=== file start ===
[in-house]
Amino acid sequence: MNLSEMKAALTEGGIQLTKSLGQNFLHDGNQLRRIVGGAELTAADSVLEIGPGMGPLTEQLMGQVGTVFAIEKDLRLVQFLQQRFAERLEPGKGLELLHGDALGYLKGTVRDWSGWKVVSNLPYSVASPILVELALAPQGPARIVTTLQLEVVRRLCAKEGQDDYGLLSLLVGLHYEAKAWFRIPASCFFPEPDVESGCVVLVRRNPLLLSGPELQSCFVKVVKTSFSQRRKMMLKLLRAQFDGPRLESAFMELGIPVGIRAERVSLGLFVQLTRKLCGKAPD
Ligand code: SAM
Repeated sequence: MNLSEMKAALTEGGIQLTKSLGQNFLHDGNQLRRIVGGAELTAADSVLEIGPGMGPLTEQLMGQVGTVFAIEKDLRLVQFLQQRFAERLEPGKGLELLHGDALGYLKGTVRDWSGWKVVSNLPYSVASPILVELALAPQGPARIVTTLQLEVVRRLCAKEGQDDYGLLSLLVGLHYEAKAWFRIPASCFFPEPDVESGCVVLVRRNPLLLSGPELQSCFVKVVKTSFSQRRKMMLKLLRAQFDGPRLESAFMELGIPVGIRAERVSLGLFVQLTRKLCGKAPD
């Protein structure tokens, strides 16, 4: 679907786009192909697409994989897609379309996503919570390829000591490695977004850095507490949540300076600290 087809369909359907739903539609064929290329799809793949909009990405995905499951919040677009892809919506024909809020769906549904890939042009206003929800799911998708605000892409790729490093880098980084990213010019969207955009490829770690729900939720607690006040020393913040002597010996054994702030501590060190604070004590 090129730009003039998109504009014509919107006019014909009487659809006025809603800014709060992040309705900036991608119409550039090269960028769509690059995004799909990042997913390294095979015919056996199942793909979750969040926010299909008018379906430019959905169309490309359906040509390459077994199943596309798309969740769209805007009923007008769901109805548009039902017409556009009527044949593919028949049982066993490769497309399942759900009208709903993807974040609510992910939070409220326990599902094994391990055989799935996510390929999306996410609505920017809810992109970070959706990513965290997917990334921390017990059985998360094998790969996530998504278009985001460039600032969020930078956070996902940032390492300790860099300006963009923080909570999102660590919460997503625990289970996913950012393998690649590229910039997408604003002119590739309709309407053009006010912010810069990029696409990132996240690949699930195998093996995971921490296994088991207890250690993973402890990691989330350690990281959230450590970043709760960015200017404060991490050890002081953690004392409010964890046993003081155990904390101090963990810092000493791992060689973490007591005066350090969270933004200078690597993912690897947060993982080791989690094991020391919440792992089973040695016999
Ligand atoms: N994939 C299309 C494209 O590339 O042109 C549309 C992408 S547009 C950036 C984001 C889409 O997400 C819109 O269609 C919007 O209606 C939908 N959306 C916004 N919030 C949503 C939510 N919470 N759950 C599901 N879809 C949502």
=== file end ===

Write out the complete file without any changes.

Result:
[in-house]
Amino acid sequence: MNLSEMKAALTEGGIQLTKSLGQNFLHDGNQLRRIVGGAELTAADSVLEIGPGMGPLTEQLMGQVGTVFAIEKDLRLVQFLQQRFAERLEPGKGLELLHGDALGYLKGTVRDWSGWKVVSNLPYSVASPILVELALAPQGPARIVTTLQLEVVRRLCAKEGQDDYGLLSLLVGLHYEAKAWFRIPASCFFPEPDVESGCVVLVRRNPLLLSGPELQSCFVKVVKTSFSQRRKMMLKLLRAQFDGPRLESAFMELGIPVGIRAERVSLGLFVQLTRKLCGKAPD
Ligand code: SAM
Repeated sequence: MNLSEMKAALTEGGIQLTKSLGQNFLHDGNQLRRIVGGAELTAADSVLEIGPGMGPLTEQLMGQVGTVFAIEKDLRLVQFLQQRFAERLEPGKGLELLHGDALGYLKGTVRDWSGWKVVSNLPYSVASPILVELALAPQGPARIVTTLQLEVVRRLCAKEGQDDYGLLSLLVGLHYEAKAWFRIPASCFFPEPDVESGCVVLVRRNPLLLSGPELQSCFVKVVKTSFSQRRKMMLKLLRAQFDGPRLESAFMELGIPVGIRAERVSLGLFVQLTRKLCGKAPD
């Protein structure tokens, strides 16, 4: 679907786009192909697409994989897609379309996503919570390829000591490695977004850095507490949540300076600290 087809369909359907739903539609064929290329799809793949909009990405995905499951919040677009892809919506024909809020769906549904890939042009206003929800799911998708605000892409790729490093880098980084990213010019969207955009490829770690729900939720607690006040020393913040002597010996054994702030501590060190604070004590 090129730009003039998109504009014509919107006019014909009487659809006025809603800014709060992040309705900036991608119409550039090269960028769509690059995004799909990042997913390294095979015919056996199942793909979750969040926010299909008018379906430019959905169309490309359906040509390459077994199943596309798309969740769209805007009923007008769901109805548009039902017409556009009527044949593919028949049982066993490769497309399942759900009208709903993807974040609510992910939070409220326990599902094994391990055989799935996510390929999306996410609505920017809810992109970070959706990513965290997917990334921390017990059985998360094998790969996530998504278009985001460039600032969020930078956070996902940032390492300790860099300006963009923080909570999102660590919460997503625990289970996913950012393998690649590229910039997408604003002119590739309709309407053009006010912010810069990029696409990132996240690949699930195998093996995971921490296994088991207890250690993973402890990691989330350690990281959230450590970043709760960015200017404060991490050890002081953690004392409010964890046993003081155990904390101090963990810092000493791992060689973490007591005066350090969270933004200078690597993912690897947060993982080791989690094991020391919440792992089973040695016999
Ligand atoms: N994939 C299309 C494209 O590339 O042109 C549309 C992408 S547009 C950036 C984001 C889409 O997400 C819109 O269609 C919007 O209606 C939908 N959306 C916004 N919030 C949503 C939510 N919470 N759950 C599901 N879809 C949502």